Elements of Physics
Ginn, 1927 - 509 pages
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acting amount ball become body called cause cell centimeter charge circuit closed coil conductor connected containing continually copper cubic density direction distance earth effect electric energy engine equal exactly example experiment Explain fact fall feet field flow force friction given glass gram gravity greater heat Hence inch increase induced iron lamp length lens lift light liquid lower machine magnet mass means measured mercury meter molecules motion moving object opposite pass piece pipe placed plane plate pole position potential pounds pressure principle PROBLEMS produced pull pump QUESTIONS represents resistance resultant rise seen shown shown in Fig shows side simple solid sound speed square steam substances surface temperature tube turns unit vapor vessel vibration volume wave weight wheel wire
Page 92 - Every body continues in its state of rest, or of uniform motion in a straight line, unless it is compelled to change that state by forces impressed upon it.
Page 498 - And show me how they calculated the initiatory speed of our car?" "Yes, my worthy friend; taking into consideration all the elements of the problem, the distance from the center of the earth to the center of the moon...
Page 64 - ... is, the resultant of two parallel forces acting in the same direction is equal to the sum of the two forces.
Page 114 - ... work accomplished is measured by the product of the force acting and the distance through which it moves the body.
Page 2 - ... the inch, the hand, the foot, the fathom, the rod, the mile, etc., have been derived either from the lengths of different members of the human body or from equally unrelated magnitudes, and in consequence have been connected with one another by different, and often by very awkward, multipliers. Thus, there are 12 inches in a foot, 3 feet in a yard, 5^ yards in a rod, 1760 yards in a mile, etc. 4. Relations between units of length, area, volume, and mass. A similar and even worse complexity exists...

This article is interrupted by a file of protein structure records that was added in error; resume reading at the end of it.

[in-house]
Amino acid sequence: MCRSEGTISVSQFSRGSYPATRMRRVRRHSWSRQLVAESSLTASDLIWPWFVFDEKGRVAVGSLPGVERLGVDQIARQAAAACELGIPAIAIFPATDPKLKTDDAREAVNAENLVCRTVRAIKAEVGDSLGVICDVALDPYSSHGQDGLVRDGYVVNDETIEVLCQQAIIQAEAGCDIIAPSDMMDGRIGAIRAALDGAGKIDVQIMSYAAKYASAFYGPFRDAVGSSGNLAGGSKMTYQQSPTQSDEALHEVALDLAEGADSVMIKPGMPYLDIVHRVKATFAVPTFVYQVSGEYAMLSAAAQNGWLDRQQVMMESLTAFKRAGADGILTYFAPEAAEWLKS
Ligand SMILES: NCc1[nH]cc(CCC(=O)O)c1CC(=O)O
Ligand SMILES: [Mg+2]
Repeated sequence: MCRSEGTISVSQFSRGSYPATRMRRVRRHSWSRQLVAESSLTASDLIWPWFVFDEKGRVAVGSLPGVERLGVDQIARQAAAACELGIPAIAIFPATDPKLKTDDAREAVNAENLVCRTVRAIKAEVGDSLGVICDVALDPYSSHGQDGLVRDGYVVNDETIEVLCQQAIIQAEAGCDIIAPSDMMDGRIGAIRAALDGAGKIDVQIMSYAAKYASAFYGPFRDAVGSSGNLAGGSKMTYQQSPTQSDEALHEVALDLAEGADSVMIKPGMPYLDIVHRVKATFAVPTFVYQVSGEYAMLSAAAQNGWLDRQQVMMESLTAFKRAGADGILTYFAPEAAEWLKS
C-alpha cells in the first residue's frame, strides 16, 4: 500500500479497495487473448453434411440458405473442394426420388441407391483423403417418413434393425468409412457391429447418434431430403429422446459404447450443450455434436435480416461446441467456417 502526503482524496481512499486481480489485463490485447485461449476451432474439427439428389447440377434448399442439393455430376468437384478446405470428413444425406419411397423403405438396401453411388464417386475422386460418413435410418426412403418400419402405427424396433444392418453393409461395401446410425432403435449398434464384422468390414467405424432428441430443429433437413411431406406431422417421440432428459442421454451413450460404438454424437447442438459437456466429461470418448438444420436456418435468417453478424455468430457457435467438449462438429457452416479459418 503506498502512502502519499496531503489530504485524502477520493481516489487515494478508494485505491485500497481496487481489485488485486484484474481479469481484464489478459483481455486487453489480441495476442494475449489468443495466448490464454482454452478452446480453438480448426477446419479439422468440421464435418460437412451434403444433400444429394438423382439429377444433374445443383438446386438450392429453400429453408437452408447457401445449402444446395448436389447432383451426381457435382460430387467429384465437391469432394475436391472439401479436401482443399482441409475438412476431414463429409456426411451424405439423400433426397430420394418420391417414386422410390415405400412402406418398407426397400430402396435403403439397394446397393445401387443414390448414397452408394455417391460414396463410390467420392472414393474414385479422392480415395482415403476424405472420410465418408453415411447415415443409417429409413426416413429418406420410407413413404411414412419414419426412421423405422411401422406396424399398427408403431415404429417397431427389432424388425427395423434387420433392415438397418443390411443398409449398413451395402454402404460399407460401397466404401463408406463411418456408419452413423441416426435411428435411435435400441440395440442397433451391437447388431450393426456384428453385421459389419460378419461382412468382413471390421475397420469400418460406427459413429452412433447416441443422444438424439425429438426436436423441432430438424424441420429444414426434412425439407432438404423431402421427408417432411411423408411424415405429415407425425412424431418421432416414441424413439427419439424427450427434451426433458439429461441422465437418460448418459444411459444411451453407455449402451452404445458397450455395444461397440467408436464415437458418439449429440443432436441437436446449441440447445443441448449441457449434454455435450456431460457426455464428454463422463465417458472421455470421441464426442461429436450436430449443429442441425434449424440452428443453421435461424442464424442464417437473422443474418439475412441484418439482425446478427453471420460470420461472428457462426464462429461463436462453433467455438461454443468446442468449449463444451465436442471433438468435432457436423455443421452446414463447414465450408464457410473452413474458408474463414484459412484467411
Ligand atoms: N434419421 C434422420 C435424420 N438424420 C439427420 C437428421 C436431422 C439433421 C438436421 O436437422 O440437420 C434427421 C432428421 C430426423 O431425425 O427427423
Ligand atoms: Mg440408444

Page 163 - The calorie is the amount of heat that is required to raise the temperature of 1 gram of water through 1° C...
Page 25 - Therefore the specific gravity of a solid or a liquid body, is the ratio of its weight to the weight of an equal volume of water...
Page 284 - The resistance of any conductor is directly proportional to its length and inversely proportional to the area of its cross section or to the square of its diameter.
Page 128 - FIG. 228. slides up. When the force acting on the end of the lever has made one revolution, the weight which rests upon the top of the screw has evidently been lifted through a vertical distance equal to the distance between the threads. Has the hand which furnishes the power moved much farther than the weight has been lifted? For what purposes are jackscrews used ? The most common example of a screw is the bolt and nut. Why is a wrench used in turning a nut on a bolt ? The screw press and the vise...
Page 107 - If the cohesive force oF(Fig. 117) is strong in comparison with the adhesive force oE, the resultant oR will fall to the right of the vertical, in which case the liquid must be depressed about o. Whether, then, a liquid will rise against a solid wall or be depressed by it, will depend only on the relative strengths of the adhesion of the wall for the liquid and the cohesion of the liquid for itself.